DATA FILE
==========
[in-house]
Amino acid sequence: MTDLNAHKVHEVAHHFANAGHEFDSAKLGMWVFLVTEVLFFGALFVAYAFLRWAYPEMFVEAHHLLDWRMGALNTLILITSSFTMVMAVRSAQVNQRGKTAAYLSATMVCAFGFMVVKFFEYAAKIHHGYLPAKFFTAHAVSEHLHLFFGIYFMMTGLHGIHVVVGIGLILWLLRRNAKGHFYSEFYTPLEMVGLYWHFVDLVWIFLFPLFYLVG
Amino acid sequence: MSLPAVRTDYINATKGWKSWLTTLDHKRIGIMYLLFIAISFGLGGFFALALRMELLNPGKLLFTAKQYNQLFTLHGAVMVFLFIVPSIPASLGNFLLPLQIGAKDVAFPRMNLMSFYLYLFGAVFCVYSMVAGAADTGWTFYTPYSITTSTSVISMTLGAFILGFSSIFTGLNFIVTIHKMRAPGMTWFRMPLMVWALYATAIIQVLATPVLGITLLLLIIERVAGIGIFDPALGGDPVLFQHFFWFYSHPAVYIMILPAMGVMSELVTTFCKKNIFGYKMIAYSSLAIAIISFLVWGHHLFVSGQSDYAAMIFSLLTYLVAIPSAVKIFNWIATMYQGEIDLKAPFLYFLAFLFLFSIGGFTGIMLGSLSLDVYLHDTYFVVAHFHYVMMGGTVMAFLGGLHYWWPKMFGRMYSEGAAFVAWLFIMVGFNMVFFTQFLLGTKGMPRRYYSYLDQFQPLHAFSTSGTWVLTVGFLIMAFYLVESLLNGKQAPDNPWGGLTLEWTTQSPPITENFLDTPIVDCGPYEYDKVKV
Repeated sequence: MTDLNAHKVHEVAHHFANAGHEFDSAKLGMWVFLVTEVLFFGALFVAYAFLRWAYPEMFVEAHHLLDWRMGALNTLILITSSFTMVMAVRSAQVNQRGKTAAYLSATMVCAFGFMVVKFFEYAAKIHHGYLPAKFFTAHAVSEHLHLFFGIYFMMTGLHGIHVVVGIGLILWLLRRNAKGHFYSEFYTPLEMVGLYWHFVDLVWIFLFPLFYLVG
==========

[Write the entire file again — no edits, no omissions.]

[in-house]
Amino acid sequence: MTDLNAHKVHEVAHHFANAGHEFDSAKLGMWVFLVTEVLFFGALFVAYAFLRWAYPEMFVEAHHLLDWRMGALNTLILITSSFTMVMAVRSAQVNQRGKTAAYLSATMVCAFGFMVVKFFEYAAKIHHGYLPAKFFTAHAVSEHLHLFFGIYFMMTGLHGIHVVVGIGLILWLLRRNAKGHFYSEFYTPLEMVGLYWHFVDLVWIFLFPLFYLVG
Amino acid sequence: MSLPAVRTDYINATKGWKSWLTTLDHKRIGIMYLLFIAISFGLGGFFALALRMELLNPGKLLFTAKQYNQLFTLHGAVMVFLFIVPSIPASLGNFLLPLQIGAKDVAFPRMNLMSFYLYLFGAVFCVYSMVAGAADTGWTFYTPYSITTSTSVISMTLGAFILGFSSIFTGLNFIVTIHKMRAPGMTWFRMPLMVWALYATAIIQVLATPVLGITLLLLIIERVAGIGIFDPALGGDPVLFQHFFWFYSHPAVYIMILPAMGVMSELVTTFCKKNIFGYKMIAYSSLAIAIISFLVWGHHLFVSGQSDYAAMIFSLLTYLVAIPSAVKIFNWIATMYQGEIDLKAPFLYFLAFLFLFSIGGFTGIMLGSLSLDVYLHDTYFVVAHFHYVMMGGTVMAFLGGLHYWWPKMFGRMYSEGAAFVAWLFIMVGFNMVFFTQFLLGTKGMPRRYYSYLDQFQPLHAFSTSGTWVLTVGFLIMAFYLVESLLNGKQAPDNPWGGLTLEWTTQSPPITENFLDTPIVDCGPYEYDKVKV
Repeated sequence: MTDLNAHKVHEVAHHFANAGHEFDSAKLGMWVFLVTEVLFFGALFVAYAFLRWAYPEMFVEAHHLLDWRMGALNTLILITSSFTMVMAVRSAQVNQRGKTAAYLSATMVCAFGFMVVKFFEYAAKIHHGYLPAKFFTAHAVSEHLHLFFGIYFMMTGLHGIHVVVGIGLILWLLRRNAKGHFYSEFYTPLEMVGLYWHFVDLVWIFLFPLFYLVG